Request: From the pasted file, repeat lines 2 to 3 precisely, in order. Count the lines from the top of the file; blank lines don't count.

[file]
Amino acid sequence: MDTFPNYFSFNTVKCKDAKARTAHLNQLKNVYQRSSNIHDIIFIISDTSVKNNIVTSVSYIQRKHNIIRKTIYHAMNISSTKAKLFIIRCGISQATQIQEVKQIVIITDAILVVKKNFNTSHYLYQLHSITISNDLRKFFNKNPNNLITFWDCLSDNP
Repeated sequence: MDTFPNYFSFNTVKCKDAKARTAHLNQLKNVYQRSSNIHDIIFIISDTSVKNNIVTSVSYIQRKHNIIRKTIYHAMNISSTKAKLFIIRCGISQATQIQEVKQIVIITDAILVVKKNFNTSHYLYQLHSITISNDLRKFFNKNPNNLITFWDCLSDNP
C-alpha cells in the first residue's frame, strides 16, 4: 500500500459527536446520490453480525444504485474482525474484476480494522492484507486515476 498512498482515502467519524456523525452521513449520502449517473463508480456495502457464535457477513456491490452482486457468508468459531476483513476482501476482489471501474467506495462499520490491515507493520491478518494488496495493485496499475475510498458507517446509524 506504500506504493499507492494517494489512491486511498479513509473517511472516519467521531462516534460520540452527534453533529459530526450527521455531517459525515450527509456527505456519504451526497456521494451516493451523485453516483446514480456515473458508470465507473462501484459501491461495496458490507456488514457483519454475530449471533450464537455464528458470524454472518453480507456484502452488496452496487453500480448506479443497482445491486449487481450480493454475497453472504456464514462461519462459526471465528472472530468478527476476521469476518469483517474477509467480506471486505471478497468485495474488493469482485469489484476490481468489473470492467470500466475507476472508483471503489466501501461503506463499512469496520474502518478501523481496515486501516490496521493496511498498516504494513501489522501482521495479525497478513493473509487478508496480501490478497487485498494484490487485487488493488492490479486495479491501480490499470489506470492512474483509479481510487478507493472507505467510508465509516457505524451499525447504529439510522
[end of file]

Repeated sequence: MDTFPNYFSFNTVKCKDAKARTAHLNQLKNVYQRSSNIHDIIFIISDTSVKNNIVTSVSYIQRKHNIIRKTIYHAMNISSTKAKLFIIRCGISQATQIQEVKQIVIITDAILVVKKNFNTSHYLYQLHSITISNDLRKFFNKNPNNLITFWDCLSDNP
C-alpha cells in the first residue's frame, strides 16, 4: 500500500459527536446520490453480525444504485474482525474484476480494522492484507486515476 498512498482515502467519524456523525452521513449520502449517473463508480456495502457464535457477513456491490452482486457468508468459531476483513476482501476482489471501474467506495462499520490491515507493520491478518494488496495493485496499475475510498458507517446509524 506504500506504493499507492494517494489512491486511498479513509473517511472516519467521531462516534460520540452527534453533529459530526450527521455531517459525515450527509456527505456519504451526497456521494451516493451523485453516483446514480456515473458508470465507473462501484459501491461495496458490507456488514457483519454475530449471533450464537455464528458470524454472518453480507456484502452488496452496487453500480448506479443497482445491486449487481450480493454475497453472504456464514462461519462459526471465528472472530468478527476476521469476518469483517474477509467480506471486505471478497468485495474488493469482485469489484476490481468489473470492467470500466475507476472508483471503489466501501461503506463499512469496520474502518478501523481496515486501516490496521493496511498498516504494513501489522501482521495479525497478513493473509487478508496480501490478497487485498494484490487485487488493488492490479486495479491501480490499470489506470492512474483509479481510487478507493472507505467510508465509516457505524451499525447504529439510522